Sent: Thursday, February 21, 2002 5:50 AM
In the real world February is getting ready to clock off work and March is getting out of its' car in the car park, but on Planet sausage it is Between Christmas and New Year.......The second of seven legs of our journey from Phnom Penh in Cambodia to Trat in Thailand passes off without incident, four hours by coach from the Cambodian capital down to the country's only port Sihanoukville. After being pitched off a moto twice already today Sausage is very wary of leg three, a short hop by moto across town from the bus depot to the quayside, but fortunately the two moto drivers we hire this time are patient and careful. We arrive at the landing stage in bright mid-morning sunshine and pass Through some sort of Immigration checkpoint on our way to the boat ticket office, despite being four hours away from the border The boat is almost identical to the one we took from Siem Reap to Phnom Penh, but this time the roof is reserved for luggage so we consign ourselves to the cabin grateful that our seats are close to the emergency exits The ride passes slowly amidst the wailing and whirling of a seemingly Endless kung-fu video playing at the front of the cabin. The onward trip to the Thai border is supposed to involve getting off the big boat at its' penultimate stop and then riding in a small boat all the way to the border post. It all starts very well when virtually all the Westerners get off at the penultimate stop and we separate into groups of six, each group clambering into one of a fleet of small fiberglass boats whose outboard engines whine noisily as they push the boats out into the broad river estuary on our way to the border. The guidebook tells us that the boat ride will take 30 minutes and will cost $3 each, which is what we are charged. After only 10 minutes the boat pulls in at some steep rocks on which are stood a crowd of young local men. As the boat pulls near they all start shouting and grabbing bags out of the boat. In the confusion the first guy to try and climb out of our boat and onto the rocks, a middle aged Frenchman slips and falls into the waist deep water The strain of her bad start to the day, twice pitched off the moto in Phnom Penh, is etched across Sausage's face as someone grabs her rucksack and makes off with it leaving her stood next to me in a rocking boat looking at the top half of the submerged Frenchman. We make it onto dry land and are hustled into a Taxi with the phrase 'Quick! Border close soon!' ringing in our ears We are being scammed. The old route to the border (the one before the Boat trip outlined in our guidebook) included a leg by taxi. The 30 minute boat trip we were expecting has now become a 10 minute boat trip, though the price has remained at $3 and the local taxis have claimed back a slice of the business. We are hustled into the car with the driver shouting 'Same as boat, same as boat.' in reply to our question 'How Much?' We are at a bad disadvantage, we don't know how far the trip is, but we do know that they have us by the short and curlies because we have to get to the border before it shuts We set off and as we go we try and clarify how far the journey is. Sausage had understood as we got into the car that the taxi was included in the $3 we had paid for the little boat and kicks off quietly but insistently when she realises that we are being charged another $3 each. The driver and his mate get the impression that we are thinking of not paying and the driver pulls over. Driver's mate turns round and starts shouting at Sausage who is getting steadily more upset but repeatedly says to Drivers Mate 'Please stop shouting.' A stand off follows. We have conferred and are quietly saying 'Ok, we'll pay let's go.' The driver and his mate are too incensed to listen to us and keep shouting. Sausage continually asks them to stop shouting and I can hear that she is getting steadily more upset. Something inside me snaps and I start screaming 'Look we've said we'll pay - now just shut the fuck up and drive!' After four or five of these polite requests either the words or the pulsing veins in my neck and forehead convey the message and we set off again Everything catches up with us, an early start in Phnom Penh, Sausage Falling off the moto, the hours of travel, and we turn into Mr and Mrs Malevolent. Sausage sits there saying things like 'In my country - you'd get a slap! 'while my red mist is so thick that I don't remember after the event, but Sausage is adamant that I spend the rest of the journey just sat there muttering loudly 'You're a bunch of c**nts, you're all a bunch of c**nts, over and over again The 20 minute taxi ride we are promised in return for our $6 turns out to be only 7 minutes and we pile out of the car within sight of the border. I give the guy $4 and start screaming at him that if he wants any more we'll go and see the Police about it. He refuses to take the money, demanding $6. I screw the $4 up and chuck it into the car through the window As we walk toward the border the cleansing effect of the anger lasts all of 10 seconds before the comedown from the adrenalin kicks in together with the inevitable sullen post match analysis. Neither Sausage nor I get angry very often and in hindsight it all looks like some sort of comedy caper, but it was an unpleasant way to take our leave of Cambodia. But 'Bunch of C**nts', as Sausage has christened the episode won't live in the memory nearly as long as S21, the Killing Fields and the Temples at Angkor Wat Thai Immigration proves to be tortuous, not least due to their trying to make sense of a sodden French passport. By the time we finally arrive in Trat darkness has fallen, anger has receded and hunger has set in. Despite our various difficulties all the connections have been made and the day ends really well at Jean's Cafe in Trat where we have the best Thai food we have found so far Ko Chang is Thailand's largest island and sits in the top Eastern corner of the Gulf of Thailand. The next morning a 45 minute ferry ride sees us deposited on the island. The songthaew ride to Hat Sai Khao is very reminiscent of our arrival on Ko Phang Ngan with vertiginous hills and Sausage and I exchange a glance which wordlessly suggests and agrees not to consider hiring a moped while we are here This is the first place where we have arrived in peak season and the first place where the Rough Guide suggests booking ahead at such times. It is my turn to mind the luggage and Sausage rushes off in the midday heat forgetting her hat, sunglasses, water and purse. It is 90 minutes before she returns dehydrated, overheated and frazzled having visited every conceivable accommodation option. We're looking for 2 rooms because Jodie and Stuart are going to join us for New Year and the only place that can accommodate us is the friendly but careworn Tantawan Resort where the reasonably sized rooms seemed to have been specifically designed to allow no natural light at all through their windows and to act as some strange kind of sand collecting machine. That said the rooms are right next to the narrow sandy beach and our first nights sleep is disturbed by the waves breaking on the edge of our consciousness Hat Sai Khao is a long thin ribbon of sand, parts of which disappear Completely at high tide, when the waves wash at the front of Tantawans' cafe terrace The slender strip of flat ground to the rear of the beach is filled with bungalow operations of varying degrees of sophistication and the one road runs behind lined with tourist-tacky stalls The amiably vague management at Tantawan don't have a room when Jodie and Stuart arrive, but Somchaem, the lovely chef gives up his bed for the night to save the day. It's great to see Jodie and Stuart again and to be able to have a conversation that doesn't have to start right at the very beginning A big thing happens. I am 39 and I am an adult. Sausage is 32 and she is an adult. And we buy a LILO. I was 35 before I overcame my mother's warnings against slip-on shoes ('You'll play football in them, the elastic will go and they won't stay on your feet) but it has taken 4 years longer to conquer mother's voice in my head ('You'll stop paying attention and drift out to sea') when it comes to Lilos. Jodie and Stuart have got a Range Rover lilo, broad, comfortable, plush. The best we can buy in Hat Sai Khao is a Proton lilo, looks similar but is in fact a very pale imitation, being slimmer and flimsier The lack of width makes it almost impossible to get onto, but once on we each feel the exhilaration that comes with finally overcoming a childhood rule that had effortlessly controlled our adult lives. Mind you, you have to be careful, because you can drift out to sea very quickly you know 'Let's talk about love Baby! Let's talk about you and me' It is touching to see so many couples walking around Ko Chang hand in hand, their body language betraying the newness of their relationships. At least it might be touching were it not for the fact that absolutely every couple consists of a scruffily dressed, over-weight, white European male and a lithe, much younger Thai woman. I'm sure that the nature of these relationships runs the range from straightforward cash for services rendered, through a free holiday and on to genuine relationships. But the sheer numbers of these guys, most of whom make John Candy look like Paul Newman enforces a degree of cynicism, especially when you get a chance to watch them at close quarters in restaurants and bars where the dynamics of the relationships are laid are with Master/Servant the most popular model Sausage has much to say on the subject of my competitiveness. I like to think that whatever competitiveness I have comes swaddled in a thick wooly liberal coat. But I can tell from the look in Jodie and Stuart's eyes as I fling myself about trying to catch their frisbee in waist deep water that my antics are going beyond innocent fun. It's the same look I see on friend's faces when we play silly games at home. It seems I'm fooling only myself Jodie and Stuart are DRINKERS. They love alcohol, and they are very good at drinking it. On 30th December the stars line up unpropritiously and Stuart and I find ourselves stood outside a roadside cafe at 10pm with live Premiership football on the large screen and a slight thirst in our throats. Jodie and Sausage acknowledge our need to be male by disappearing off to bed and so begins one of those slow descents into drunkenness. Stuart and I have a Great time getting to know each other better and our task is made easier by the big bottles of beer that are regularly renewed on the table in front of us We get very pleasantly drunk. Another match starts on the tele and it is halfway through the second half before we figure out that it is a repeat showing of a match played 2 days before Stuart is great company, a 23 year old advertising copywriter whose intelligence lends him a maturity well beyond his years. As we stumble home at 2.15am I reassure him that I won't be getting in trouble just before I enter our room to a drowsily angry hail of invective from Sausage who had been foolish enough to believe the 'I'll only be an hour' line I'd spun at 10pm Though I can't blame her because at the time I believed it too I don't like alcohol because it makes some people lairy and I don't like the huge harm it causes in people's lives while enjoying the sanction of being a legalised drug. But I don't drink lots of it because it makes me feel so bloody awful the next day We have plans for today. We are going on a snorkeling trip, the four of us It will be the first time Sausage has tried snorkeling. It is a big day And I am in the doghouse The day has a false dawn. I get up, out and onto the boat using fuel Tanks marked 'Nervous Energy - for use when feeling GUILTY.' Hardened drinker Stuart makes an early appearance and then retreats back to his bed. Wise man Sausage and I make it onto the boat and set off on our 2 1/2 journey to Ko Rang before the nervous energy runs out and I collapse in a heap and spend the rest of the journey green-gilled and snoring, apart from rare moments of consciousness when I insist that I am seasick, not hung over, despite our steady progress across a sea so smooth it looks like a mirror The snorkeling is a triumph. Sausage keeps taking every opportunity to push her boundaries and manages to knock down 2 separate water fears, swimming out of her depth and putting her head under the water in one brave leap off the boat at our first stop. What makes the leap of faith worthwhile is that she has thrown herself into a tropical fish tank and the sights she sees disable her fear reflexes really well. She is beaming and bubbling over with excitement I'm trying to put a brave face on it, but the hangover is making me sea-sick whilst swimming. We both make it back to the boat against a strong current but one older lady does not and starts to float off into open sea. Of the motley bunch of snorkellers assembled on the boat I am the closest they have to someone young and confident in the water. So I stick a lifejacket on and jump back in carrying a further life jacket for the stranded woman who is just about standing still against the current. When we look up from putting her lifejacket on we realise that the maneuver has cost us a lot of distance and we have no hope of getting back to the boat. Fortunately Sausage eventually persuades the completely uninterested crew to ship anchor and come and pick us up so we just sit and bob up and down, Elaine and I and wait for the boat to come to us After a stop at another small coral-ringed island where the pull of the Current is not quite so strong we climb back on board for the long journey home, Sausage reveling in the taboos she has broken and the sights she has seen, me horizontal and green There are other, much quieter beaches on Ko Chang but we wanted to be Somewhere that might have a bit of a buzz about it come New Years Eve. My already depleted stock market price plummets further as I crawl into bed muttering something about joining the other 3 sometime around 11pm. Fortunately my hangover eases by 10pm and I feel at least half human as I head out on to the beach to join the others The tide is out and every bar and restaurant has gone to some sort of effort to tempt you in. There are lots of Thais as well as Westerners. Ko Chang is a popular destination for people from Bangkok because it can be reached overland in a day. It seems like every single Thai has been out and bought lots of fireworks. People take it in turns to walk down the beach in front of the bar where they are hanging out and letting off their fireworks so as we look up and down the beach the sky is continually filled with bursts of colour and noise The main centre of activity is Sonara Bar where a loud PA is belting out dodgy music to an already sozzled crowd. How dodgy is the music? Well midnight approaches to the strains of 'The Final Countdown' is marked by 'All you need is love' and recedes to 'Macarena' and it's all downhill from there, believe me The Thais around us get prodigiously drunk in that way that enables them to stay vertical long after it appears that their skeletons have gone home to bed The Westerners attempt to keep pace but with less style and more volume The highlight of the night is Dancing Woman who finds herself in a clear expanse of sand looking like one of Lakeside's finest out on the razz and proceeds to interpret the appalling music with a series of dance moves that defy the existence of rhythm and coordination and gravity. Her pelvic thrusts seem to start on the mainland and threaten to knock unconscious anyone stupid enough to go near her. She repeatedly nearly knocks herself out with her own ample chest which she sends upwards with the speed of two pilots in twin ejector seats. Just as she seems to be running short of ideas and energy, from nowhere comes the piece de resistance as she sets off across her sandy dancefloor and performs a perfect forward roll, back to her feet and Collapses in a cross-legged heap on the floor in the exact spot from whence she had come 5 minutes before But a night drinking isn't on the cards for us, particularly not for me, and so at 2am we make our way back to the room At 2.10am Sausage starts to feel queasy.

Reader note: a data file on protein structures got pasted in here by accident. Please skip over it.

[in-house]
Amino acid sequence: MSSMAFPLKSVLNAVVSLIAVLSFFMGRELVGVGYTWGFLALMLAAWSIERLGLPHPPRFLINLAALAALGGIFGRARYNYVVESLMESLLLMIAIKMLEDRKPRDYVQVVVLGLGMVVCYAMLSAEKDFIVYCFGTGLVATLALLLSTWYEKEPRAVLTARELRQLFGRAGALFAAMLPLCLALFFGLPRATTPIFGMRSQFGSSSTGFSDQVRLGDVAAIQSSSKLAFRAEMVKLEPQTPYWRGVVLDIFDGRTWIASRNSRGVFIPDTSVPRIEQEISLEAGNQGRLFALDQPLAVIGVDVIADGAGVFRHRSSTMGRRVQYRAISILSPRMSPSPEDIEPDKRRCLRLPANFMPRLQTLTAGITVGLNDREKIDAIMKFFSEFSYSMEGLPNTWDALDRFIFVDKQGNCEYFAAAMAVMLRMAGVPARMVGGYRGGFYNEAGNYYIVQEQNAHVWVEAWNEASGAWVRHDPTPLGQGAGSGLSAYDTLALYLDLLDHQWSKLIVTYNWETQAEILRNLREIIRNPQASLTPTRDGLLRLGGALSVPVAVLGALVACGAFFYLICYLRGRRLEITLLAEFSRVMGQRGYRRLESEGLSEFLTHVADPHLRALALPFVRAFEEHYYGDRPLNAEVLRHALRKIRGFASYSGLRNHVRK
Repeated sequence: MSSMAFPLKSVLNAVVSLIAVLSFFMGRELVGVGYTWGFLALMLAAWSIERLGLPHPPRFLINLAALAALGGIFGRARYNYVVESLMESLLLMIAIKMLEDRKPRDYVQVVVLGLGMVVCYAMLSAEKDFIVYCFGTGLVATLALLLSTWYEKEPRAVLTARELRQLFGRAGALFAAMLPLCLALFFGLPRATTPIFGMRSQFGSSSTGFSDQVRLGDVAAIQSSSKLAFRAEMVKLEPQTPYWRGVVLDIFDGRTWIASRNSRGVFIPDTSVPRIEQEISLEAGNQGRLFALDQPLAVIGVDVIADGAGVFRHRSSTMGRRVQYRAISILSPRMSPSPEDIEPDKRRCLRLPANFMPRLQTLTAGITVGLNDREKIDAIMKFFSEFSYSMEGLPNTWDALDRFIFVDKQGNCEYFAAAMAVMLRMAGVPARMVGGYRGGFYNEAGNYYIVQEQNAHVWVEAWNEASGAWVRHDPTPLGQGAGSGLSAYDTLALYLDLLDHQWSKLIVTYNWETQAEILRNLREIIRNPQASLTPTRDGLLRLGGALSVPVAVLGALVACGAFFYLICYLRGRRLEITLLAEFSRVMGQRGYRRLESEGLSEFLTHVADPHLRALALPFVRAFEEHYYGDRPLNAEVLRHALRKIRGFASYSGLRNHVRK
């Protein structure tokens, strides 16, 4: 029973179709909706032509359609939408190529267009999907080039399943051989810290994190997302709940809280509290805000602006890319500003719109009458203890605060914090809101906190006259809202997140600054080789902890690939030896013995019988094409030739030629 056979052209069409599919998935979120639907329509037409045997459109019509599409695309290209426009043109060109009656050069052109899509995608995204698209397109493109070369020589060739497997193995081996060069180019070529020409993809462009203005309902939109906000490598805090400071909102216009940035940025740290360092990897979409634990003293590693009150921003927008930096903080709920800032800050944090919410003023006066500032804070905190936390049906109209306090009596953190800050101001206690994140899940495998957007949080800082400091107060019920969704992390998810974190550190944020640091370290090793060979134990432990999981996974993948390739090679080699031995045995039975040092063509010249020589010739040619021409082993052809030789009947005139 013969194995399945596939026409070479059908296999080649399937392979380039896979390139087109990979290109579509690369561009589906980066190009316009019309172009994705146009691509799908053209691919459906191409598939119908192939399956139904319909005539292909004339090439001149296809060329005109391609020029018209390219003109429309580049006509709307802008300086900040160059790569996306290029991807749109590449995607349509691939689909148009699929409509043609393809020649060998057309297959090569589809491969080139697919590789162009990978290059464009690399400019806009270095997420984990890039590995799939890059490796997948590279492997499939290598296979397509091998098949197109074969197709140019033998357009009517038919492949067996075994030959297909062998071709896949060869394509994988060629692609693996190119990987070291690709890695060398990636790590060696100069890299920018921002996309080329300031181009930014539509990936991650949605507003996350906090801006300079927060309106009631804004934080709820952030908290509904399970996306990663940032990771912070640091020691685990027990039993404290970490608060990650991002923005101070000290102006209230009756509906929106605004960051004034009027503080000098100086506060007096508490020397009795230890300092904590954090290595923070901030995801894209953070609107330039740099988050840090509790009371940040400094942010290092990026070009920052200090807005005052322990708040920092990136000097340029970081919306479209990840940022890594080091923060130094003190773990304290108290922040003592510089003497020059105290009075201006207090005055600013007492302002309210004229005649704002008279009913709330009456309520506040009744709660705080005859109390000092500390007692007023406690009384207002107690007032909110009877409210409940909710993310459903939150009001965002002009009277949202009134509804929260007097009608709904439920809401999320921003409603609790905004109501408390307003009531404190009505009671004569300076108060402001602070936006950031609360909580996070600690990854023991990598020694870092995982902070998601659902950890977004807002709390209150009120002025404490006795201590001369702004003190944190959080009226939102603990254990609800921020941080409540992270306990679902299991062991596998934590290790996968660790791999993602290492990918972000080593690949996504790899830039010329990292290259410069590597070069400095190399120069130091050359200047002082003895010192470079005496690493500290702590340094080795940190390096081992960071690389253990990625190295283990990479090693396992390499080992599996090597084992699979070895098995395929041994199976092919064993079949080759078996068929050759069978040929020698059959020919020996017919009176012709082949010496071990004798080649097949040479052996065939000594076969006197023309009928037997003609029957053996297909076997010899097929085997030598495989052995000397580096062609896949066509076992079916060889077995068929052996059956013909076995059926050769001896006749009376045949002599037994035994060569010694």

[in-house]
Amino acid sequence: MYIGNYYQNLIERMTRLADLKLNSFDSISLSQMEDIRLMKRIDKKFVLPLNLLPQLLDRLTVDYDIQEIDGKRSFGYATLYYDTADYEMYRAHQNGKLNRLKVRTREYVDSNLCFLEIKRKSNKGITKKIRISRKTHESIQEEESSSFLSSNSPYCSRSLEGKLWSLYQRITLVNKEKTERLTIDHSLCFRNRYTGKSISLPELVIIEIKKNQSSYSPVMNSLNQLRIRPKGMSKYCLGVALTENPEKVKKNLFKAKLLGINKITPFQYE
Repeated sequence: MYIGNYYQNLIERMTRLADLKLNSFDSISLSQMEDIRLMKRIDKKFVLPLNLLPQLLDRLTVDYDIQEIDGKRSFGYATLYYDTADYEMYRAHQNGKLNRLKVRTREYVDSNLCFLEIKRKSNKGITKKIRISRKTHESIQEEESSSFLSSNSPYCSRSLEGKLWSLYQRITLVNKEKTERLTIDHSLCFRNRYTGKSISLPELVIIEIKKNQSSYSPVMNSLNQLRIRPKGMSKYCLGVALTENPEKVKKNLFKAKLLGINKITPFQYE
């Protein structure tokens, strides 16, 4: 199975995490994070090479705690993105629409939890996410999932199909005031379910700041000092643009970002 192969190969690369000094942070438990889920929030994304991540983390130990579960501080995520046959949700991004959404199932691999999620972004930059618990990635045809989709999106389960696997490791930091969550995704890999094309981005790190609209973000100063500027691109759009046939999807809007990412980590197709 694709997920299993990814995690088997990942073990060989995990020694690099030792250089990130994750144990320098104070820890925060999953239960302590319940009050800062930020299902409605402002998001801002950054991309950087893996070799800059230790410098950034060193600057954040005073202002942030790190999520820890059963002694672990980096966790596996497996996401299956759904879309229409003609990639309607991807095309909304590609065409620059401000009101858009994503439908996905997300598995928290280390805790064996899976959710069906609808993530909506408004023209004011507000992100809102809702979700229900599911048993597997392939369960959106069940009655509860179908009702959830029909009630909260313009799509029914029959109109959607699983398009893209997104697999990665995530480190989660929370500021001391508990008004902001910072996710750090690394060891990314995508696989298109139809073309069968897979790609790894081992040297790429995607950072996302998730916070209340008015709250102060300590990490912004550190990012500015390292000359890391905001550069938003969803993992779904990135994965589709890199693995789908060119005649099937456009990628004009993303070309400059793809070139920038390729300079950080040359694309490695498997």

Lots of Love
The Travelling Sausages